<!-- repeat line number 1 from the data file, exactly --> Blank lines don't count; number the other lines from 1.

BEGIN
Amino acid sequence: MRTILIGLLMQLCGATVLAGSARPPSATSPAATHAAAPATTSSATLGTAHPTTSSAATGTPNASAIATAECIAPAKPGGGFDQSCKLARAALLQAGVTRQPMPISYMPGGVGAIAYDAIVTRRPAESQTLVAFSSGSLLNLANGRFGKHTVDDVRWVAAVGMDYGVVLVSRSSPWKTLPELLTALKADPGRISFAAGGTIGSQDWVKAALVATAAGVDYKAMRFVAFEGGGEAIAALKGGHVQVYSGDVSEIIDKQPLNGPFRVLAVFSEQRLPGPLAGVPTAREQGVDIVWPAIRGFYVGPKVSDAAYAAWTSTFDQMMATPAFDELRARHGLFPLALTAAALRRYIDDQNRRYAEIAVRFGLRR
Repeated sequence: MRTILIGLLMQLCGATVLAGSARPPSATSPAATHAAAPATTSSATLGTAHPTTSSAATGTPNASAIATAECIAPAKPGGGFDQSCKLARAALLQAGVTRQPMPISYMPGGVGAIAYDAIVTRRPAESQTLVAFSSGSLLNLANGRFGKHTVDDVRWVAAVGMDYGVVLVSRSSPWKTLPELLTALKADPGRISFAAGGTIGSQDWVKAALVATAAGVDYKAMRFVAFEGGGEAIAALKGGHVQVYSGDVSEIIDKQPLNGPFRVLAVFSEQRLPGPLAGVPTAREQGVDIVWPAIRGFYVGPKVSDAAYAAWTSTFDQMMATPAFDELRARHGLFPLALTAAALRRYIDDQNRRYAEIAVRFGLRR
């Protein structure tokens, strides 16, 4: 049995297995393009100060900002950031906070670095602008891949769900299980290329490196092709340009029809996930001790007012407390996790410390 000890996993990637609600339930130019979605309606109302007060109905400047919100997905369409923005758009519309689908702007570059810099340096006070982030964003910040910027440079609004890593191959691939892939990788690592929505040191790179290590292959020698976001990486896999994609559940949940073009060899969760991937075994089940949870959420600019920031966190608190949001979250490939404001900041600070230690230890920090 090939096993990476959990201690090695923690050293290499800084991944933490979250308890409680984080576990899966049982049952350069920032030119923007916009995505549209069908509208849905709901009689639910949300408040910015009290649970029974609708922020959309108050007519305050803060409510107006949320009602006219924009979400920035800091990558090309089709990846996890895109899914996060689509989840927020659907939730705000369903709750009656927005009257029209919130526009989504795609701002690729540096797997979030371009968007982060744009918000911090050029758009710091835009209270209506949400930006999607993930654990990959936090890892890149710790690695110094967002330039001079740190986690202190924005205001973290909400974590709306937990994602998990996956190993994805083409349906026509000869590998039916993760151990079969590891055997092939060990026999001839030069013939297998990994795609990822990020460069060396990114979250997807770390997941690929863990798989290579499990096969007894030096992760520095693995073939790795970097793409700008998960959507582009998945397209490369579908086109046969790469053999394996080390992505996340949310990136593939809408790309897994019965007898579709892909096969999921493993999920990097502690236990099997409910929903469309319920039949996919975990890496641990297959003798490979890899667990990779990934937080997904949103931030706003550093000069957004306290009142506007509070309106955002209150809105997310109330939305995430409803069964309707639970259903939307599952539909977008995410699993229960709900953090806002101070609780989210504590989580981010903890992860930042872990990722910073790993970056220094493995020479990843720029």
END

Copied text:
Amino acid sequence: MRTILIGLLMQLCGATVLAGSARPPSATSPAATHAAAPATTSSATLGTAHPTTSSAATGTPNASAIATAECIAPAKPGGGFDQSCKLARAALLQAGVTRQPMPISYMPGGVGAIAYDAIVTRRPAESQTLVAFSSGSLLNLANGRFGKHTVDDVRWVAAVGMDYGVVLVSRSSPWKTLPELLTALKADPGRISFAAGGTIGSQDWVKAALVATAAGVDYKAMRFVAFEGGGEAIAALKGGHVQVYSGDVSEIIDKQPLNGPFRVLAVFSEQRLPGPLAGVPTAREQGVDIVWPAIRGFYVGPKVSDAAYAAWTSTFDQMMATPAFDELRARHGLFPLALTAAALRRYIDDQNRRYAEIAVRFGLRR